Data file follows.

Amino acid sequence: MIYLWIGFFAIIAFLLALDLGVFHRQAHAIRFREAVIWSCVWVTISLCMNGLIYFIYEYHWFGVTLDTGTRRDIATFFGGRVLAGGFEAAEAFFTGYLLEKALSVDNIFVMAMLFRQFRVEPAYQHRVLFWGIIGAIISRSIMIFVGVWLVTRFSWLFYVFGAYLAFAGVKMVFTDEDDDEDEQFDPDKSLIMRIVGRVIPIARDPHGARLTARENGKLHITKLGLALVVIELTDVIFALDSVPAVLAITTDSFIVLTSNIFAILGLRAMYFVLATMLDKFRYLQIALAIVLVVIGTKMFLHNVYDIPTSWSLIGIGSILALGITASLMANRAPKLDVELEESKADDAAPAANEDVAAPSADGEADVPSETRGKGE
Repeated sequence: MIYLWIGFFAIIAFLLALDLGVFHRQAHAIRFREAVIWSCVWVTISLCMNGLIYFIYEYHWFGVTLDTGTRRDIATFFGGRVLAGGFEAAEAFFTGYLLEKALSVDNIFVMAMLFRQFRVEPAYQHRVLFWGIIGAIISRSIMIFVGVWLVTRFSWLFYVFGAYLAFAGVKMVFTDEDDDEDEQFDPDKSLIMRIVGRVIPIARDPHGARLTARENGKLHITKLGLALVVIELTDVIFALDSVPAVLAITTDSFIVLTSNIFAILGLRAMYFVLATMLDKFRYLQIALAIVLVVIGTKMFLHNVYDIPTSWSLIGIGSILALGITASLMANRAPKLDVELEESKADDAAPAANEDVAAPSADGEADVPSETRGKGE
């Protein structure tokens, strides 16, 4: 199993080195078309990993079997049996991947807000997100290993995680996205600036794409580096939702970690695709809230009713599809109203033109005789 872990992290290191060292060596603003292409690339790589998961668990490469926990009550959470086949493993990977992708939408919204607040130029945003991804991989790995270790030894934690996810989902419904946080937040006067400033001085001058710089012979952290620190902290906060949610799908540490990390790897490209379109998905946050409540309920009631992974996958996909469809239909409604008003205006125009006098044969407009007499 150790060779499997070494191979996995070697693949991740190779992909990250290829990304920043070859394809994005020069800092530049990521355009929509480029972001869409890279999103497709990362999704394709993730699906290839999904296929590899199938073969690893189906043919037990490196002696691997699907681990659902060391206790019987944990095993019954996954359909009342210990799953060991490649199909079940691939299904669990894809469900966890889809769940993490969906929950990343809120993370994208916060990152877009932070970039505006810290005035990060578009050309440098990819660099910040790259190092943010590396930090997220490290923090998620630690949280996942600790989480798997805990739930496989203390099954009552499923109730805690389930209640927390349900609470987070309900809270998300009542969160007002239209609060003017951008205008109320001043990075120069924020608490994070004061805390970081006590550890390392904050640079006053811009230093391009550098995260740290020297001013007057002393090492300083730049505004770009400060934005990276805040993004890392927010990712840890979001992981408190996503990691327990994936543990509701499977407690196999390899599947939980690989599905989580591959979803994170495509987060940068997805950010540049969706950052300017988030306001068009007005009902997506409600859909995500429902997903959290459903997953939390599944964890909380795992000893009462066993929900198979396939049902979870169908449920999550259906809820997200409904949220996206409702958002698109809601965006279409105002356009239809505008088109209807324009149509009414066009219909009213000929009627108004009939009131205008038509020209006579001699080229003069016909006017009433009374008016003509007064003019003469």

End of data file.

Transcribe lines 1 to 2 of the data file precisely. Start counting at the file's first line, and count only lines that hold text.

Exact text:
Amino acid sequence: MIYLWIGFFAIIAFLLALDLGVFHRQAHAIRFREAVIWSCVWVTISLCMNGLIYFIYEYHWFGVTLDTGTRRDIATFFGGRVLAGGFEAAEAFFTGYLLEKALSVDNIFVMAMLFRQFRVEPAYQHRVLFWGIIGAIISRSIMIFVGVWLVTRFSWLFYVFGAYLAFAGVKMVFTDEDDDEDEQFDPDKSLIMRIVGRVIPIARDPHGARLTARENGKLHITKLGLALVVIELTDVIFALDSVPAVLAITTDSFIVLTSNIFAILGLRAMYFVLATMLDKFRYLQIALAIVLVVIGTKMFLHNVYDIPTSWSLIGIGSILALGITASLMANRAPKLDVELEESKADDAAPAANEDVAAPSADGEADVPSETRGKGE
Repeated sequence: MIYLWIGFFAIIAFLLALDLGVFHRQAHAIRFREAVIWSCVWVTISLCMNGLIYFIYEYHWFGVTLDTGTRRDIATFFGGRVLAGGFEAAEAFFTGYLLEKALSVDNIFVMAMLFRQFRVEPAYQHRVLFWGIIGAIISRSIMIFVGVWLVTRFSWLFYVFGAYLAFAGVKMVFTDEDDDEDEQFDPDKSLIMRIVGRVIPIARDPHGARLTARENGKLHITKLGLALVVIELTDVIFALDSVPAVLAITTDSFIVLTSNIFAILGLRAMYFVLATMLDKFRYLQIALAIVLVVIGTKMFLHNVYDIPTSWSLIGIGSILALGITASLMANRAPKLDVELEESKADDAAPAANEDVAAPSADGEADVPSETRGKGE